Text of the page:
Is the Gates Foundation Investing in the Abuse of Palestinian Prisoners?

More than 100 Palestinian prisoners in Israeli prisons launched a mass hunger strike last week against Israel's policy of administrative detention, a draconian practice whereby Palestinians are detained on "secret evidence" and without being charged.

According to Randa Kamel, an advocacy officer for Addameer, a group that monitors Israel's arrests and imprisonment of Palestinians, many of these hunger strikers are being held in prisons using surveillance and security equipment provided by the controversial British security firm G4S.

Earlier this month, Palestinian human rights organizations launched a campaign calling on the Bill and Melinda Gates Foundation to divest from G4S, which they say is "at the heart of [Israel's prison] system, installing and running security systems at Israeli jails."

Across the Israeli-occupied West Bank, including East Jerusalem, G4S also provides security services at many Israeli military checkpoints that control Palestinian movement.

The petition is being spearheaded by Addameer and the Palestine Boycott Divestment and Sanctions National Committee. It was also endorsed by an additional 121 Palestinian and international organizations.

The Gates Foundation is a global development organization that works in the areas of global health, global development, and betterment in the United States.

Despite its public record as a force for global betterment, the Gates Foundation solicited widespread criticism when it purchased $172 million in G4S shares.

"The Gates Foundation's continued investment in G4S means they are investing in, and reinforcing, the values of a military occupation, mass imprisonment and criminalization of basic human rights," Addameer's Randa Kamel said in an interview.

Difficult Conditions

Addameer estimates that 5,224 Palestinians were in Israeli lockup as of March 1. Of that total, 210 were children and 183 were administrative detainees.

Israel regularly justifies its arrests and imprisonment of Palestinians by pointing to security considerations.

Yet Israeli, Palestinian, and international human rights groups regularly accuse Israel's prison authorities of widespread violations against prisoners, including children.

After spending more than a decade in Israeli prison, Sabih Borhan was released during the first phase of a controversial prisoner release agreement between Israel and the Palestinian Authority that began in August 2013.

Borhan, who was arrested in 2001 and sentenced to five life terms for the killing of Palestinian collaborators, explained the difficult conditions Palestinian political prisoners face in Israeli lockup.

"Prisoners are constantly engaged in struggles for their basic rights, like food, telephone access, and visits," Borhan said in an interview shortly after being released.

Sitting with family and friends in the front yard of his home in a Jenin-area village in the northern West Bank, Borhan accused Israeli Prison Services (IPS) of regularly denying Palestinian prisoners adequate health care.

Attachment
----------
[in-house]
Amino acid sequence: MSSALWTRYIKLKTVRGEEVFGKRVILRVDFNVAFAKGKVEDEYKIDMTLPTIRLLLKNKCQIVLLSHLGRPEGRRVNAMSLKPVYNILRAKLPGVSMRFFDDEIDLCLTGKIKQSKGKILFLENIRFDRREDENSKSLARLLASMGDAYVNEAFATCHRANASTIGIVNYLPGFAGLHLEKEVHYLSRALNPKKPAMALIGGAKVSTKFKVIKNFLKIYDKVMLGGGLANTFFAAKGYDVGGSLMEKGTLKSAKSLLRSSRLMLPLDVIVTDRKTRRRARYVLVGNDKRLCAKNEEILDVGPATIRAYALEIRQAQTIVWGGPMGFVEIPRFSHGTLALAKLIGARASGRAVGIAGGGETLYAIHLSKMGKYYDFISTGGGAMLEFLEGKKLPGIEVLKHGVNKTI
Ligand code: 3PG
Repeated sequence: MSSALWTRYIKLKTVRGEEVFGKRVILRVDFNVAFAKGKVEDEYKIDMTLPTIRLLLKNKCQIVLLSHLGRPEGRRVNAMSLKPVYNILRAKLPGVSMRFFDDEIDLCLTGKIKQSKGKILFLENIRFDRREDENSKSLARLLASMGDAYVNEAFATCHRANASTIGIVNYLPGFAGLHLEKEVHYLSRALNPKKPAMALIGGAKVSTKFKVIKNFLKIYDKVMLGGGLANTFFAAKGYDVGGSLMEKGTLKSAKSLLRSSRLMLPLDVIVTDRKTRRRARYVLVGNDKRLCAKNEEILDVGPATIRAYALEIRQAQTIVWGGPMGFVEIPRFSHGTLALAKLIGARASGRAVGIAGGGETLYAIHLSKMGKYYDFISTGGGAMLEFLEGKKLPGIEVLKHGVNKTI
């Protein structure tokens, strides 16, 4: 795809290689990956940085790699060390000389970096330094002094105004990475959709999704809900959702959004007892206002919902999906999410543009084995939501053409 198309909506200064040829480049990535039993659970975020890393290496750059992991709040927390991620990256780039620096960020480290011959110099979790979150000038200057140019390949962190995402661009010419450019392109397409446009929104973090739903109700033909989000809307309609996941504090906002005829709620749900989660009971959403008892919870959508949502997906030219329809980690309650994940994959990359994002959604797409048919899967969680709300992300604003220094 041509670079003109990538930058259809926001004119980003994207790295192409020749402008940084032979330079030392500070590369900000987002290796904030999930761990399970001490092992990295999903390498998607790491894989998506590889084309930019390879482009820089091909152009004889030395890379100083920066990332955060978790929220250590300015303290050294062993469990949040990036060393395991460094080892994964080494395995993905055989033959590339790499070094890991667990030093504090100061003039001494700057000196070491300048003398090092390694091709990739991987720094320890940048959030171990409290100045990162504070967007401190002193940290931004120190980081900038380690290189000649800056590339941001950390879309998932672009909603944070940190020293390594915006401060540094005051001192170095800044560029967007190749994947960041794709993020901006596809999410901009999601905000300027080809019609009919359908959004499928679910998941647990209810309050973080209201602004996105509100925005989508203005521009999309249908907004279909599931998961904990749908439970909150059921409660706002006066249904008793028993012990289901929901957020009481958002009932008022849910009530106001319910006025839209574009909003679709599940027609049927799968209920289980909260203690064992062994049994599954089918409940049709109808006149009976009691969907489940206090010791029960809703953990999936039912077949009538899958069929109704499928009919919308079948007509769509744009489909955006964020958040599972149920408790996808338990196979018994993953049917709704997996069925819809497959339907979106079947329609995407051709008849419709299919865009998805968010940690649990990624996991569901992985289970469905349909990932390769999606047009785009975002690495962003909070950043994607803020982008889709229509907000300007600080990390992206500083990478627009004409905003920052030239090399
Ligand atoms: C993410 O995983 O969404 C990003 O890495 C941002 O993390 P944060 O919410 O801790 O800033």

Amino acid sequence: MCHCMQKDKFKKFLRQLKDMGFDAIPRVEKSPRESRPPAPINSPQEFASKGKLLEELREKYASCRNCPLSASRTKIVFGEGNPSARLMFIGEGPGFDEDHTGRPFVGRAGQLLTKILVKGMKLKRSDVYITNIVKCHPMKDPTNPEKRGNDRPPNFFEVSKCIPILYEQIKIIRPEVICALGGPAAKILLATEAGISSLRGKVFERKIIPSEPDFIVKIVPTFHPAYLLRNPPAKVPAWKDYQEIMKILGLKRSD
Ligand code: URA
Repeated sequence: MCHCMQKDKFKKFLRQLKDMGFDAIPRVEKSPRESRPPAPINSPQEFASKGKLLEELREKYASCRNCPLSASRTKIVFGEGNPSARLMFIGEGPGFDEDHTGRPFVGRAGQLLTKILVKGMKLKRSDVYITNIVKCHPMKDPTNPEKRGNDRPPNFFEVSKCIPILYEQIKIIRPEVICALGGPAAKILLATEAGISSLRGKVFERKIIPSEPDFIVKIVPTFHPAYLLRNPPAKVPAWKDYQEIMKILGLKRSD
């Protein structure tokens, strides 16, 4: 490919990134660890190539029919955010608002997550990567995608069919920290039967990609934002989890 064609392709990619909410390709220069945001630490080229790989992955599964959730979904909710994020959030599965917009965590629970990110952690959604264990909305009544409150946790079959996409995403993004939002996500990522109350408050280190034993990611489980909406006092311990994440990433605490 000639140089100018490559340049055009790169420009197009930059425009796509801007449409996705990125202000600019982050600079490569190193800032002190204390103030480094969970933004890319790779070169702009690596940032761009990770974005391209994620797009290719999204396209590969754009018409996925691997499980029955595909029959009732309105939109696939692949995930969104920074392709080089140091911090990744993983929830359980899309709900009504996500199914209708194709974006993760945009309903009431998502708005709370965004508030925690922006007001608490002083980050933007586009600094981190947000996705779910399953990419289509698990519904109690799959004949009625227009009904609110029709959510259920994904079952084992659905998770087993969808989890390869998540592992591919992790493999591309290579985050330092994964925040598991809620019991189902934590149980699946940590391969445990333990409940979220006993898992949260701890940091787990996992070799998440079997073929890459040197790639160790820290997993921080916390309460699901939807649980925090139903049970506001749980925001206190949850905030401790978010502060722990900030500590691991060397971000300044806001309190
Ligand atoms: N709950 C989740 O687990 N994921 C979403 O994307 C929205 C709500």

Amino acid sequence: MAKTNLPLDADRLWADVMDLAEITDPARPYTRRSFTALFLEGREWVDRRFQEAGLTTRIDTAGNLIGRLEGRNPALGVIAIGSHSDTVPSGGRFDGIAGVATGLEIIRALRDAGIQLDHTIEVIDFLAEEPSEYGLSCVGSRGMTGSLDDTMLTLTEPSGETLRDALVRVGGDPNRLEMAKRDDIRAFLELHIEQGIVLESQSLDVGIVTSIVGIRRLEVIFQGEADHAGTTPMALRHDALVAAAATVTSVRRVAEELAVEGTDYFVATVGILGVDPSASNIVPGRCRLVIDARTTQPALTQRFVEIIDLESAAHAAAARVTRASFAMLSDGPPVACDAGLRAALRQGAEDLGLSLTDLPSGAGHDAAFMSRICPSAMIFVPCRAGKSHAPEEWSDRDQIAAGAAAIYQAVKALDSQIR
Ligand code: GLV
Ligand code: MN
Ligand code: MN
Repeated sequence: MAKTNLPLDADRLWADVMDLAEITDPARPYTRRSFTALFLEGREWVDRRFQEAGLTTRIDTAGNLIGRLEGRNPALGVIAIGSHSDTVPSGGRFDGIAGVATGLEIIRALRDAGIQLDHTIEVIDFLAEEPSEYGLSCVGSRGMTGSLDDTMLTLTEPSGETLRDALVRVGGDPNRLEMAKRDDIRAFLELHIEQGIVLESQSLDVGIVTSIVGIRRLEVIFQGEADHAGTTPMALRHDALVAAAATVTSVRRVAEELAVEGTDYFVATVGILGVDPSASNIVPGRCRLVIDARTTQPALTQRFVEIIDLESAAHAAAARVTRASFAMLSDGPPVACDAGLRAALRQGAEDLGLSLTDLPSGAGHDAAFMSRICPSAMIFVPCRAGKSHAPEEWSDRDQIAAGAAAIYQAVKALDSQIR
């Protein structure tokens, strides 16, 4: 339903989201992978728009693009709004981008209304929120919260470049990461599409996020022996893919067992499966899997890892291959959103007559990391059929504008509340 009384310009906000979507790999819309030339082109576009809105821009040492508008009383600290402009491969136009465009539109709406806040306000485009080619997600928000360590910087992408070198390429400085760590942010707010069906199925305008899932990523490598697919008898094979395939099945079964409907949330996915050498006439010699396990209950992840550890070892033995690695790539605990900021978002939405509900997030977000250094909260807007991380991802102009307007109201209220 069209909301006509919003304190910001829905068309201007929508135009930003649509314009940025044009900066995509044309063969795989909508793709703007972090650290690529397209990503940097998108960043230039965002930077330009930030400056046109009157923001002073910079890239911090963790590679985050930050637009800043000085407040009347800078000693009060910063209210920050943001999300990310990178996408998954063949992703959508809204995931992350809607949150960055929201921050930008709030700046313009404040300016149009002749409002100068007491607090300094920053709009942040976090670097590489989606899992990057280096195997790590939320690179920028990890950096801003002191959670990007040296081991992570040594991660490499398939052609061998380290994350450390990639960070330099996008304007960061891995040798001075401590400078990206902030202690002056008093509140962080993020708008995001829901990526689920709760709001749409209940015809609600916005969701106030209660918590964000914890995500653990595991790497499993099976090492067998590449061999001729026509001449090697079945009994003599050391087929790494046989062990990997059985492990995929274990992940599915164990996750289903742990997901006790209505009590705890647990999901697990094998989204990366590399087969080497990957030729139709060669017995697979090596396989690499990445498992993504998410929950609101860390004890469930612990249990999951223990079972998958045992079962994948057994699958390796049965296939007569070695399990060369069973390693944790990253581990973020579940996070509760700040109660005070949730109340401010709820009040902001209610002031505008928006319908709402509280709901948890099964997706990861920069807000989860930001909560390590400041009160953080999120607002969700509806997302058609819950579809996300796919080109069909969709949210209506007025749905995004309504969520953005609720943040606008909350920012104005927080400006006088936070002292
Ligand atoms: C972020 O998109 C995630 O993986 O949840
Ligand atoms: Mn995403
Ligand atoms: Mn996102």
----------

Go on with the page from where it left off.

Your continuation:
"The general health situation in jail is horrible," he said. "Hundreds of prisoners need serious medical treatment, but access is limited. Sometimes people are denied [by IPS] that treatment."

Borhan also alluded to the case of Maysara Abu Hamdieh, a 64-year-old prisoner who was reportedly being treated with nothing more than painkillers when he died of cancer in April 2013.

Double Standard

With an endowment of $38.3 billion, the Gates Foundation aims to "help every person get the chance to live a healthy, productive life."

On top of that, Bill Gates, who is one of the wealthiest persons in the world, is worth an estimated $76 billion.

The charity's humanitarian work has been widely praised, and former staffer Sylvia Mathews Burwell recently went on to work as the Health and Human Services Secretary for the Obama administration.

The Gates Foundation has put special focus on the plight of children in developing countries. In his 2014 annual letter for the charity, Bill Gates wrote:

We all have the chance to create a world where extreme poverty is the exception rather than the rule, and where all children have the same chance to thrive, no matter where they're born.

Although neither the foundation nor G4S replied to numerous requests for comment on this blog post, the Gates Foundation did reply to the criticism in the International Business Times, saying that investments are a "separate entity from the Bill & Melinda Gates Foundation and its investment strategies are set by its trustees."

Yet human rights groups and activists insist the G4S investment suggests a double standard for Palestinian children.

"The Gates Foundation has granted billions of dollars in organizations that seek to improve the lives of children, such as immunization programs, strengthening education systems, and the health of newborns," Addameer's Kamel further explained. "However, through its investment in G4S, the Gates Foundation is denying Palestinian children their right to a healthy and productive life, a stated value of the humanitarian organization."

According to the Palestinian human rights group Defense for Children International - Palestine Section (DCI-Palestine), more than 8,000 Palestinian children have been detained by Israeli forces since 2000.

Around 75 percent of these children experience violence during arrest, detention or transfer, according to DCI-Palestine's statistics.

Noting that dozens of groups have already divested from G4S and other businesses accused of profiting off Israel's occupation, Kamel concluded:

This is an opportunity for the Gates Foundation to stand on the right side of history against human rights abuses and divest from G4S, or to risk losing moral credibility by ignoring the roar for freedom, justice and rights for Palestinians.